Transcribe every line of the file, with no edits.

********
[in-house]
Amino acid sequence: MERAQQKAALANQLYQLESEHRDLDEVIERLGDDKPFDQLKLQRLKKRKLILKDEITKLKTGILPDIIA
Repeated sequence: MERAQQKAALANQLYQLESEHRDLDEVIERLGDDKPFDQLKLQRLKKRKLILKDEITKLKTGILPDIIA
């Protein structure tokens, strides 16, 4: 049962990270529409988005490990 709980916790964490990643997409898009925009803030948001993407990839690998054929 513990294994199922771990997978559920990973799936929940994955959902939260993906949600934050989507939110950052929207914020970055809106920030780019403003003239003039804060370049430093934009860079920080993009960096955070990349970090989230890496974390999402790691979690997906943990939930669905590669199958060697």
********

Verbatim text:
[in-house]
Amino acid sequence: MERAQQKAALANQLYQLESEHRDLDEVIERLGDDKPFDQLKLQRLKKRKLILKDEITKLKTGILPDIIA
Repeated sequence: MERAQQKAALANQLYQLESEHRDLDEVIERLGDDKPFDQLKLQRLKKRKLILKDEITKLKTGILPDIIA
């Protein structure tokens, strides 16, 4: 049962990270529409988005490990 709980916790964490990643997409898009925009803030948001993407990839690998054929 513990294994199922771990997978559920990973799936929940994955959902939260993906949600934050989507939110950052929207914020970055809106920030780019403003003239003039804060370049430093934009860079920080993009960096955070990349970090989230890496974390999402790691979690997906943990939930669905590669199958060697």